2. Did the purpose or task for which Jesus came to Earth compel Him to be a perfect human being? Why did Jesus come? John 10:10 “I came that they may have life, and have it abundantly.” I think this task requires that Jesus be the example of a perfect human being. Why? I think it is in order to show us how we can have life more abundantly. I do not think it is because such perfection is required to make some magic of human sacrifice more powerful. And I certainly do not buy into the nonsense that God requires such magic in order to forgive, let alone that any such magic could compel God in such a way.

Yes! In another discussion I have really like the following description of divine simplicity, “There is nothing which is not God which makes God be God.” I think this includes power and knowledge and thus there is no contradiction that in becoming fully human 100% man, Jesus left behind all the limitless power and knowledge of God to become a helpless human infant. And yet that infant was also 100% God because power is not God and knowledge is not God and “nothing which is not God makes God be God.”

While atonement is vital, I find it hard to follow someone whose primary role was to die (and rise). Though I don’t think this idea is uncommon in evangelicalism, as the way the gospel is described in some places, you would think all Jesus came for was his own death. I don’t see why Jesus’s moral teachings should be separated out from his atonement role, as they are the basis of many Christian teachings. Paul’s mission to the gentiles fleshes out our current idea that anyone can be saved, but I think Jesus planted the seeds with his treatment of the Samaritan woman, commending the faith of the Roman centurion, etc.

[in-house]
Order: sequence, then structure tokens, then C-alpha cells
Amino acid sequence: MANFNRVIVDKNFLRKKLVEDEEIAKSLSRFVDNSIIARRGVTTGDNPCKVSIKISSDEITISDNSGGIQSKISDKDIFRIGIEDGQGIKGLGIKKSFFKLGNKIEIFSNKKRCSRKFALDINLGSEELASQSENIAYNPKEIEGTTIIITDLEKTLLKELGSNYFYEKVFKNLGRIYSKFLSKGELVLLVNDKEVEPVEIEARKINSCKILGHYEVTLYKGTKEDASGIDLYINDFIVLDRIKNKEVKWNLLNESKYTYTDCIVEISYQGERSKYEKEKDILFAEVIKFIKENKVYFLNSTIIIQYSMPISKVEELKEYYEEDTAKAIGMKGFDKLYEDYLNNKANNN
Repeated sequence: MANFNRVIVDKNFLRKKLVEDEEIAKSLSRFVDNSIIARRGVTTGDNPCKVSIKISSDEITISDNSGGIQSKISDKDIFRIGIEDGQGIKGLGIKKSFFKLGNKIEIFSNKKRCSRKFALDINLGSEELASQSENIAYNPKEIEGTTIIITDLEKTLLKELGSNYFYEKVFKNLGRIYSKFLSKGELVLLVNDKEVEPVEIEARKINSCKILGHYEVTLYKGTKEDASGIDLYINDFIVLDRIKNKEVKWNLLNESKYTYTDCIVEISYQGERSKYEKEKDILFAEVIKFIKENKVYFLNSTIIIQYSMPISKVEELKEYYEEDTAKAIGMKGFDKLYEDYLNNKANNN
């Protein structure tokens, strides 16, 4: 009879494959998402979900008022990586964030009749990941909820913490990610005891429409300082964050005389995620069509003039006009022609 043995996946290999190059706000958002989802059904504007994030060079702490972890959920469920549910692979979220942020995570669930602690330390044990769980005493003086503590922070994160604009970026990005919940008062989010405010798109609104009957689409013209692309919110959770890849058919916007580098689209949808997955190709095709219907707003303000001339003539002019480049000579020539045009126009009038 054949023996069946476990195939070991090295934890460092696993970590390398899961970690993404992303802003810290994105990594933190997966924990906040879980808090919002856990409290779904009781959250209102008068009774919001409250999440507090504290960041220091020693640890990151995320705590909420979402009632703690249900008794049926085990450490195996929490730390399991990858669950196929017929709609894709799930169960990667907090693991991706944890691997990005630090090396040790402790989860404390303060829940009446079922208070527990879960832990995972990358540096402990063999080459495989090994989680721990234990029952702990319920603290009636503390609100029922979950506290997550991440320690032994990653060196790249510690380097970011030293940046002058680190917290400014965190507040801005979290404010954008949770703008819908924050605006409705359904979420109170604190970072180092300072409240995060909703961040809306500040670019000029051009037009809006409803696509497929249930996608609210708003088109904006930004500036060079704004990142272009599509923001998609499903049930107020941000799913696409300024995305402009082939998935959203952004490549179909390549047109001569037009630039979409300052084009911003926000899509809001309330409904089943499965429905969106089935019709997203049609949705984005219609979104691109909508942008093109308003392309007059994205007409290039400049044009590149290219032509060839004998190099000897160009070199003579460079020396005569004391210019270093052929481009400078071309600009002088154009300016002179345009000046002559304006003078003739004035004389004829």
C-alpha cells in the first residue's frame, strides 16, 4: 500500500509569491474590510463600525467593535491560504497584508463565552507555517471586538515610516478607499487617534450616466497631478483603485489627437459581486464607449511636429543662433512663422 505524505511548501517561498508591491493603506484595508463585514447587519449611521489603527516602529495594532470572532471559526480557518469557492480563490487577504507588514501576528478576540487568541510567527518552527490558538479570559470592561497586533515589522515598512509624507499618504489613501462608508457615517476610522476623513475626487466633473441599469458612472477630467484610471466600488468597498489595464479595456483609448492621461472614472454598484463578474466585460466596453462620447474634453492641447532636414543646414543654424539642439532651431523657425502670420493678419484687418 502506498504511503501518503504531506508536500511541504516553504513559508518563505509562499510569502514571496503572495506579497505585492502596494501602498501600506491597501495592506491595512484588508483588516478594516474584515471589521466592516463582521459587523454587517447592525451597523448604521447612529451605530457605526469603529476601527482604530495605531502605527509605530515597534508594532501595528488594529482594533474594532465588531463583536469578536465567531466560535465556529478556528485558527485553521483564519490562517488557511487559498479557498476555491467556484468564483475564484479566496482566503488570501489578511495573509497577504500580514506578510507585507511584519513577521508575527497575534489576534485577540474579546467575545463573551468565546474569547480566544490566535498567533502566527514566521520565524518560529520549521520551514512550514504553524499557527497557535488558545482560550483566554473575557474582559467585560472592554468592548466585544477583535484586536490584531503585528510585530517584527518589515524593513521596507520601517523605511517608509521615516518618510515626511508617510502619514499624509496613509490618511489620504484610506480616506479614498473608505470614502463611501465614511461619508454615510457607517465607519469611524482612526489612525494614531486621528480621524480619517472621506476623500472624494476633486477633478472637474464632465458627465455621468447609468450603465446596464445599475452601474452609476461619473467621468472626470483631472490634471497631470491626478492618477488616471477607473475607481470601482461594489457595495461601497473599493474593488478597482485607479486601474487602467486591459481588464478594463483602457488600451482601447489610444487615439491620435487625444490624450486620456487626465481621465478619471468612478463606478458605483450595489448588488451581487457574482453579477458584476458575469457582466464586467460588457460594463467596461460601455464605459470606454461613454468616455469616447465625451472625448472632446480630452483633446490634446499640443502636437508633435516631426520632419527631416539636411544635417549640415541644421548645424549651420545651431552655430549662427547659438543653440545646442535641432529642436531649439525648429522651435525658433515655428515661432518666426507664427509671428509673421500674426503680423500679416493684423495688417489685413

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Did Jesus have to be a perfect human? No. How just had to be a sinless human. He probably made just as many mistakes as us he just did not sin. Which is probably what you meant anyways but just in case.

I also strongly disagree that Jesus only cared about Israel. We see God caring about gentiles throughout the Bible. We see Jesus pointing out that it was first for the Jews, then the Samaritans, and then the gentiles. We see that also reflected through what the apostles did. But that was not new. The Torah does too.

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Definitely agree.

Plus how he even ordered the apostles to carry out the great commission to the whole earth. He also said first to the Jew and then to the gentile, and mentioned taking it to the ends of the earth meaning gentiles and so on.

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Geza Vermes argues that was not part of Jesus’ original message

I call it ‘Cosmic Atonement Theory’.

Don’t really care about their opinion I guess. It does not seem scripturally logical at all.

We can see God caring not only for jews, but also for gentiles throughout the scriptures. It would be weird if Jesus suddenly did not. Look at the positive interactions God had with gentiles throughout the Old Testament

Jesus caring about gentiles lines up to the promises made to “Adam and Eve” and is seen throughout the the stories of the Torah. It also lines up with the actions and worlds of the apostles. It flows seamlessly with the biblical narrative.